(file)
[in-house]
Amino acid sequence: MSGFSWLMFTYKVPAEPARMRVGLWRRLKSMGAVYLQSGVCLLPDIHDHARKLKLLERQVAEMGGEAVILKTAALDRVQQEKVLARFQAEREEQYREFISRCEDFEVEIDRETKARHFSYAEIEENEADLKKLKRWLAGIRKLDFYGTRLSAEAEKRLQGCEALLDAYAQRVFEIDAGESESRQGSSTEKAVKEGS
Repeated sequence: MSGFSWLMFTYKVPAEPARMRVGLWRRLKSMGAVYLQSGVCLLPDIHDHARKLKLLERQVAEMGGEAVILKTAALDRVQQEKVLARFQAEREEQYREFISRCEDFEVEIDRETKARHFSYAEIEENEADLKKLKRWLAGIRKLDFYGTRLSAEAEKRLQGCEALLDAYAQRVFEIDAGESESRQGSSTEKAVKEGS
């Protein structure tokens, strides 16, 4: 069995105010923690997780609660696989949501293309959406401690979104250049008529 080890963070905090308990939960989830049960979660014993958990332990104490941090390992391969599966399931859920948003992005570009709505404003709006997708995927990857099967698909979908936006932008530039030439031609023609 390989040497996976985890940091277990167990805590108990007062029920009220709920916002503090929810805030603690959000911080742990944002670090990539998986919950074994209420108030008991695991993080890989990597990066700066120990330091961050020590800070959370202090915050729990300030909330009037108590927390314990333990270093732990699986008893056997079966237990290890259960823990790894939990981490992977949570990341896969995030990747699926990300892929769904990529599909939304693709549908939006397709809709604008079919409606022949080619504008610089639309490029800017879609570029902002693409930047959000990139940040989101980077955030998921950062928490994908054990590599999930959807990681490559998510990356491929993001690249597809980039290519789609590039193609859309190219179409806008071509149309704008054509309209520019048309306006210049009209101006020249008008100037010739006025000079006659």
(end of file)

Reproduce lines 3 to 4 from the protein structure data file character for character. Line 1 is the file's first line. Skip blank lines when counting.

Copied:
Repeated sequence: MSGFSWLMFTYKVPAEPARMRVGLWRRLKSMGAVYLQSGVCLLPDIHDHARKLKLLERQVAEMGGEAVILKTAALDRVQQEKVLARFQAEREEQYREFISRCEDFEVEIDRETKARHFSYAEIEENEADLKKLKRWLAGIRKLDFYGTRLSAEAEKRLQGCEALLDAYAQRVFEIDAGESESRQGSSTEKAVKEGS
């Protein structure tokens, strides 16, 4: 069995105010923690997780609660696989949501293309959406401690979104250049008529 080890963070905090308990939960989830049960979660014993958990332990104490941090390992391969599966399931859920948003992005570009709505404003709006997708995927990857099967698909979908936006932008530039030439031609023609 390989040497996976985890940091277990167990805590108990007062029920009220709920916002503090929810805030603690959000911080742990944002670090990539998986919950074994209420108030008991695991993080890989990597990066700066120990330091961050020590800070959370202090915050729990300030909330009037108590927390314990333990270093732990699986008893056997079966237990290890259960823990790894939990981490992977949570990341896969995030990747699926990300892929769904990529599909939304693709549908939006397709809709604008079919409606022949080619504008610089639309490029800017879609570029902002693409930047959000990139940040989101980077955030998921950062928490994908054990590599999930959807990681490559998510990356491929993001690249597809980039290519789609590039193609859309190219179409806008071509149309704008054509309209520019048309306006210049009209101006020249008008100037010739006025000079006659």